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Aphidinae : Longicaudus trirhodus


Longicaudus trirhodus

Rose - columbine aphid

On this page: Identification & Distribution Other aphids on the same host

Identification & Distribution:

The aptera of Longicaudus trirhodus is pale yellowish-green with slightly darker green transverse bands across the abdomen. The third antennal segment is distinctly longer than the total length of the fourth and fifth antennal segments. The siphunculi are cone-shaped with dark tips and much shorter than the cauda. The cauda is long and finger-like much longer than its basal width. The body length of Longicaudus trirhodus apterae is 2.0-2.7 mm.

The alate (second picture above) has broad dark transverse sclerites on abdominal tergites III-VI, more or less fused into an irregular-shaped quadrate patch.

The images below show alate Longicaudus trirhodus, dorsal and ventral, in alcohol.

The clarified slide mounts below are of adult viviparous female Longicaudus trirhodus : wingless on the primary host, on the secondary host, and winged.

Micrographs of clarified mounts by permission of Roger Blackman, copyright AWP all rights reserved.

The rose - columbine aphid host alternates from rose (Rosa spp.) in winter and spring to cultivated columbine (Aquilegia vulgaris) and meadow rue (Thalictrum) in the summer. Longicaudus trirhodus is found Europe, Asia and North America.


Other aphids on same host:

Primary hosts

Longicaudus trirhodus has been recorded from 20 Rosa species.

Blackman & Eastop list about 70 species of aphid found feeding on Rosa (rose) species worldwide, and provide formal identification keys. The genus Rosa contains perhaps a hundred species, plus hybrids thereof, and thousands of cultivated varieties of 'garden' & agricultural roses. Blackman & Eastop (1984) list thirty-or-so species of aphids that feed on cultivated 'roses', worldwide (Show World list). Of those aphid species, Baker (2015) lists 12 as occurring in Britain (Show British list).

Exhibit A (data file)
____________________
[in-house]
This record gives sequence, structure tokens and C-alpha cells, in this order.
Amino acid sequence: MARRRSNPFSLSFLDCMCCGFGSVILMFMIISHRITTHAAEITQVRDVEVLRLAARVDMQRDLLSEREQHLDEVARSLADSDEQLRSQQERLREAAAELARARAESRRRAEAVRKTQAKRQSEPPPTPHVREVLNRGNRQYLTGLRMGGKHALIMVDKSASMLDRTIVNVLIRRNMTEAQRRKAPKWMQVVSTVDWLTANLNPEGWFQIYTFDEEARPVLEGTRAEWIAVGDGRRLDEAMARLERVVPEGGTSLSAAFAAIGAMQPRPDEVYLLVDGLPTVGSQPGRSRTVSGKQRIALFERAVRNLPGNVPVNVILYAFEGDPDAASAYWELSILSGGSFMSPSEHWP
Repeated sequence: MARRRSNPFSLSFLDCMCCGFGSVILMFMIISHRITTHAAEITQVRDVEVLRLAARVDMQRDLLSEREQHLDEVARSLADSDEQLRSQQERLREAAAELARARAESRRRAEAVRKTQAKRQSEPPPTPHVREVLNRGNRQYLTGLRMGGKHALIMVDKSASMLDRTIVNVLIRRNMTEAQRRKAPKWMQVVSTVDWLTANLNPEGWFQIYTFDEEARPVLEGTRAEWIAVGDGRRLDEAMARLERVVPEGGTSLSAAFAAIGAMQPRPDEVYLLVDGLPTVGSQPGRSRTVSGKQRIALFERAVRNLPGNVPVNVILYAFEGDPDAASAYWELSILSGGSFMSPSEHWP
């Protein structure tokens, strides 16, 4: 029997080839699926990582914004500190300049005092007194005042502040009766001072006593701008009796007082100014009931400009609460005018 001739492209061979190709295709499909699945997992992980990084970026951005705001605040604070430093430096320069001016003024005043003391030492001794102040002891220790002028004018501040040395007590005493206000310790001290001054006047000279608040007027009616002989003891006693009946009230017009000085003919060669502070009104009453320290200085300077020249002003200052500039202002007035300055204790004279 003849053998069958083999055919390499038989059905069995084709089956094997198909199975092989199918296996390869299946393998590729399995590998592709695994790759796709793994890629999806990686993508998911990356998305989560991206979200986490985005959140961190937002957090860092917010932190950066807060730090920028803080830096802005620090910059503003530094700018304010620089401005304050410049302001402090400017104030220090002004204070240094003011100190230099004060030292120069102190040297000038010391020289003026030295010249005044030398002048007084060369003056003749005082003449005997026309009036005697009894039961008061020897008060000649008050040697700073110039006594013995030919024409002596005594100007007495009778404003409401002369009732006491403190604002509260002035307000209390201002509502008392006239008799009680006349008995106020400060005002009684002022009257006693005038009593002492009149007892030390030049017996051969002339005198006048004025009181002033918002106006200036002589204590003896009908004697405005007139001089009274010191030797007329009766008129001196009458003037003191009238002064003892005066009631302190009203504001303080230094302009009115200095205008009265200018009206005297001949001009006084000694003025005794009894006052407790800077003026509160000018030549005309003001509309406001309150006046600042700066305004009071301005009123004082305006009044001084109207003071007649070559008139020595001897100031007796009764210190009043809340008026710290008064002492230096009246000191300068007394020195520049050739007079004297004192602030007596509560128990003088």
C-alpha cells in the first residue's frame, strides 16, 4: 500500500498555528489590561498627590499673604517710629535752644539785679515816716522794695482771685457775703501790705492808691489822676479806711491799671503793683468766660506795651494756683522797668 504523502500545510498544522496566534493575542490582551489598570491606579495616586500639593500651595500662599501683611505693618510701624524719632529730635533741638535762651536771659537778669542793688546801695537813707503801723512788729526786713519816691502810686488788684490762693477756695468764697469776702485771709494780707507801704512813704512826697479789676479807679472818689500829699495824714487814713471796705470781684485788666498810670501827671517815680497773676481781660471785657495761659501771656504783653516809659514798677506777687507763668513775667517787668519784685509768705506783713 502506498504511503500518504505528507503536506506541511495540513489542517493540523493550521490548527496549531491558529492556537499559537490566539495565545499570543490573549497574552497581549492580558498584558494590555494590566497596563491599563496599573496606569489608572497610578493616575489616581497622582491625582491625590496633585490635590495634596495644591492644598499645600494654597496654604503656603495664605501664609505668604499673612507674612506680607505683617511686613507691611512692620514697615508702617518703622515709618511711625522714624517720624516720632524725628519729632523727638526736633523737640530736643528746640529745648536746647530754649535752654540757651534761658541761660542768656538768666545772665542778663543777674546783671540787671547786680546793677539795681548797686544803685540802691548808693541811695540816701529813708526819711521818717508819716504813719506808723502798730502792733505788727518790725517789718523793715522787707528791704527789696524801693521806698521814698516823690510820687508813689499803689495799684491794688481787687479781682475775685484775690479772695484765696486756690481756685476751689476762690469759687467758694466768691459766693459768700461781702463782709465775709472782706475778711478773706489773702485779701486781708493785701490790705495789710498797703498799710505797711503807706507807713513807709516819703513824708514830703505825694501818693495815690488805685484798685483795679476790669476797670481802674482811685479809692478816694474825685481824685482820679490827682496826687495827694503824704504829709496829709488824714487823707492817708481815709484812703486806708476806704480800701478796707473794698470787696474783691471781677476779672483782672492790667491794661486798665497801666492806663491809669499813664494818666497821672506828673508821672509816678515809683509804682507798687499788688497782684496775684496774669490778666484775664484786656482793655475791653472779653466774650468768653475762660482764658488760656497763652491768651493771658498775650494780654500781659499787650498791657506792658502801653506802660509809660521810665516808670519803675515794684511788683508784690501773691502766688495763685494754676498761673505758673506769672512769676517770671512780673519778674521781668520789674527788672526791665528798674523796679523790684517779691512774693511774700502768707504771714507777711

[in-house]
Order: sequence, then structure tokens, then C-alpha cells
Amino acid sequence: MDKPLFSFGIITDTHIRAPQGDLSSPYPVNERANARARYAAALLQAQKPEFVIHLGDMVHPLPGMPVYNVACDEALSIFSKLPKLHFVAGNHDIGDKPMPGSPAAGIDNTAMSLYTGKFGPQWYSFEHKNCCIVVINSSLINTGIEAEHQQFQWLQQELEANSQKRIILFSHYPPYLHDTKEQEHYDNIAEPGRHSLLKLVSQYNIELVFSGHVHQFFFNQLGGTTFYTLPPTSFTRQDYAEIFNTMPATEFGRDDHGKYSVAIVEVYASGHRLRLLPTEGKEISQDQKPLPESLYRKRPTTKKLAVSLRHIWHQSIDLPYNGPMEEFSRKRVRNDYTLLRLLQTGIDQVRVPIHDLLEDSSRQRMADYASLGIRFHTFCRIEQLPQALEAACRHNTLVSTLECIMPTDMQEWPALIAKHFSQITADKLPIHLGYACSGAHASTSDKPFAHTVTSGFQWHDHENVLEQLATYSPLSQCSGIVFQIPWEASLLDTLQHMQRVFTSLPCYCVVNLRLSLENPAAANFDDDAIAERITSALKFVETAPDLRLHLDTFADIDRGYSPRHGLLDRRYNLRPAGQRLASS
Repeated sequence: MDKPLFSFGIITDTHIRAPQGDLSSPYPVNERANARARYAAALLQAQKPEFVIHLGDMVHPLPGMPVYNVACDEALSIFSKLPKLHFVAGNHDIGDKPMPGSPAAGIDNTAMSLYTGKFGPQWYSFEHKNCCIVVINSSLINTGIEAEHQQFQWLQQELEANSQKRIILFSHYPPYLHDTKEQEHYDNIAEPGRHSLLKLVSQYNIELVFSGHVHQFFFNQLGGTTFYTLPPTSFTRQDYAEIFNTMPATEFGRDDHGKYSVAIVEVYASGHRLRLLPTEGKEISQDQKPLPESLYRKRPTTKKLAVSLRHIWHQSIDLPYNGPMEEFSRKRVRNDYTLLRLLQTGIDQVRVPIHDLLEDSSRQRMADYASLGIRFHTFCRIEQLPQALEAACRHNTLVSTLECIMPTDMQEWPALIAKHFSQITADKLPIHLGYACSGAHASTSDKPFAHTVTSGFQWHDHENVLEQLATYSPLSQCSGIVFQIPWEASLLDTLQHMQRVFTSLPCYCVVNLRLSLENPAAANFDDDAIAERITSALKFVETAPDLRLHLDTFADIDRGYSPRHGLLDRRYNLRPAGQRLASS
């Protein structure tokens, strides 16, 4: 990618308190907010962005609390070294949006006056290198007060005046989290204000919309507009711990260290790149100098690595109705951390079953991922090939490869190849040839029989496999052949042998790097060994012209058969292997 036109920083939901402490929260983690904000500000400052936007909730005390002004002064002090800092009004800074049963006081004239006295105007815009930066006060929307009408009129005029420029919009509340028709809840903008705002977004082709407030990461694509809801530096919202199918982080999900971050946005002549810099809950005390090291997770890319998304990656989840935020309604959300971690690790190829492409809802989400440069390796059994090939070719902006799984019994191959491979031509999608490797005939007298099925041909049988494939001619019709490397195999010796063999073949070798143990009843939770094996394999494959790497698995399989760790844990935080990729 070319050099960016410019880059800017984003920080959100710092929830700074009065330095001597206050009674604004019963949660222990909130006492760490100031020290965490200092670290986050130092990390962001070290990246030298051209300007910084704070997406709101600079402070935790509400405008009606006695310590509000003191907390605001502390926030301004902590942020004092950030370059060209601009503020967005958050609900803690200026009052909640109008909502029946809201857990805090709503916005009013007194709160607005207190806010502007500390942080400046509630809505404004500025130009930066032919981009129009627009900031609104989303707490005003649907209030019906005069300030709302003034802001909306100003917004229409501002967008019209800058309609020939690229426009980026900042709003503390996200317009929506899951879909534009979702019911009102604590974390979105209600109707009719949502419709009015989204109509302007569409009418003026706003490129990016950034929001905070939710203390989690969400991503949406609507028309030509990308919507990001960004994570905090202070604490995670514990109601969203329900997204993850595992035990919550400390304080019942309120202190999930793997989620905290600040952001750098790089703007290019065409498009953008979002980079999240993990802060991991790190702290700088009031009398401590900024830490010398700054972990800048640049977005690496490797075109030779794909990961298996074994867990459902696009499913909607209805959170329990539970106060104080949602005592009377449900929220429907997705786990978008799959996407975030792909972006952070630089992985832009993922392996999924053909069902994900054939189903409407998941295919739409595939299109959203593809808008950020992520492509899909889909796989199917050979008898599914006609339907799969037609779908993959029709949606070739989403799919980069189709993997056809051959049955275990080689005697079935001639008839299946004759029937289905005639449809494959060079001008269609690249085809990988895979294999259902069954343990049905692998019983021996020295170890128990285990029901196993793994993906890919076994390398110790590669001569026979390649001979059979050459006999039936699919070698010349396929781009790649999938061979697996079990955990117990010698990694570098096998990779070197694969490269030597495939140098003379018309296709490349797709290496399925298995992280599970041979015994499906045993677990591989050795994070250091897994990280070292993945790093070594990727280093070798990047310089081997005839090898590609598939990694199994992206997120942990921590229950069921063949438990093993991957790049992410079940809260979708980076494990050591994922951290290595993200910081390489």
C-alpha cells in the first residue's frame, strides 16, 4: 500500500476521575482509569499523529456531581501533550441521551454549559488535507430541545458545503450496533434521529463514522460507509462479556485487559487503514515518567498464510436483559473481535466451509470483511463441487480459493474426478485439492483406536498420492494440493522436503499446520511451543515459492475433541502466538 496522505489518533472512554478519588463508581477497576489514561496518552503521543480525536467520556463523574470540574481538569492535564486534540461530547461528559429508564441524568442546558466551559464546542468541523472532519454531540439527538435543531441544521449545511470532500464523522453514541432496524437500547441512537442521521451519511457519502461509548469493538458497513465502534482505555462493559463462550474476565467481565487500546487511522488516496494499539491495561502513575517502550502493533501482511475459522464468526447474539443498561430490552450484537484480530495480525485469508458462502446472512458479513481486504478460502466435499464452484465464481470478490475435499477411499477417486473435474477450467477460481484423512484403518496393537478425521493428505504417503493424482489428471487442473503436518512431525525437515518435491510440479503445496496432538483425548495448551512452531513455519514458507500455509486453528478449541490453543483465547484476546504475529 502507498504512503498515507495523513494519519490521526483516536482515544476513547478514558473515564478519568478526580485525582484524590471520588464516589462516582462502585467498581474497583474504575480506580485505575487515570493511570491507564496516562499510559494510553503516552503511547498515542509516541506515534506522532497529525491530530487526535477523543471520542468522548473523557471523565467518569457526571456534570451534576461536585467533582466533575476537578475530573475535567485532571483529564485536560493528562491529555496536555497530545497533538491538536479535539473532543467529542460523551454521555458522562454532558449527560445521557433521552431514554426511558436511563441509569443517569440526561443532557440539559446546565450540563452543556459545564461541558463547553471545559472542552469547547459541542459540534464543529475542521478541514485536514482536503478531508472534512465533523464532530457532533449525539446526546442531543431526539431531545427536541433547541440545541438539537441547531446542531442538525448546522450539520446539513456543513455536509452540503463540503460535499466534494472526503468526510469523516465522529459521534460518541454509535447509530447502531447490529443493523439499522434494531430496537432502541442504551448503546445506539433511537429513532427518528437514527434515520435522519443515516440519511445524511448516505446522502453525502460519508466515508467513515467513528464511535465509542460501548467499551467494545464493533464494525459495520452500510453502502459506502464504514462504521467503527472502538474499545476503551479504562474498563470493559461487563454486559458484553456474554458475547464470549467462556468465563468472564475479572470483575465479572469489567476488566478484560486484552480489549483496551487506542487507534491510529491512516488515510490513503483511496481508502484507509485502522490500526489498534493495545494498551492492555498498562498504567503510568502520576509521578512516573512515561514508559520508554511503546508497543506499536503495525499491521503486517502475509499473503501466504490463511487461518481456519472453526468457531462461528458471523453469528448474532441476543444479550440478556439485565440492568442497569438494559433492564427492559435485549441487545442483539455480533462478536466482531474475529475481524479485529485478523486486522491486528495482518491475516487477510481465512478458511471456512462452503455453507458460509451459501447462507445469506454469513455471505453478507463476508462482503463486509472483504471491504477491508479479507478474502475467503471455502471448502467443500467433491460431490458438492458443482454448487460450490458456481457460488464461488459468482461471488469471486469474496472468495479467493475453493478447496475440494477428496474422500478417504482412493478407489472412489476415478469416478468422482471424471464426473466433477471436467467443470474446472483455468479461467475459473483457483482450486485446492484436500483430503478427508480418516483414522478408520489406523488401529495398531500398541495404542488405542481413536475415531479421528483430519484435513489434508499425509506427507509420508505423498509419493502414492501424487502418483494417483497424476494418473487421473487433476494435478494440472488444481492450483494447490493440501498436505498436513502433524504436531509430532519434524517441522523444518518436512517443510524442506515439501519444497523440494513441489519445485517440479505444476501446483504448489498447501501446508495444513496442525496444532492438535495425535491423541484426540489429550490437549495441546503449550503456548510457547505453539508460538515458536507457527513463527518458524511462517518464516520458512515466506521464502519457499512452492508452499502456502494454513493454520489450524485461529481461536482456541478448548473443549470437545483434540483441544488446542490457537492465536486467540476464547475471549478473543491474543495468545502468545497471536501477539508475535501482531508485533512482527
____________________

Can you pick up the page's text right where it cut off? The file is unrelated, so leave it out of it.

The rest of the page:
Secondary hosts


Whilst we make every effort to ensure that identifications are correct, we cannot absolutely warranty their accuracy. We have mostly made identifications from high resolution photos of living specimens, along with host plant identity. In the great majority of cases, identifications have been confirmed by microscopic examination of preserved specimens. We have used the keys and species accounts of Blackman & Eastop (1994) and Blackman & Eastop (2006) supplemented with Blackman (1974), Stroyan (1977), Stroyan (1984), Blackman & Eastop (1984), Heie (1980-1995), Dixon & Thieme (2007) and Blackman (2010). We fully acknowledge these authors as the source for the (summarized) taxonomic information we have presented. Any errors in identification or information are ours alone, and we would be very grateful for any corrections. For assistance on the terms used for aphid morphology we suggest the figure provided by Blackman & Eastop (2006).

Useful weblinks


  • Blackman, R.L. & Eastop, V.F. (1984). Aphids on the world's crops: an identification guide. J. Wiley & Sons, Chichester, UK.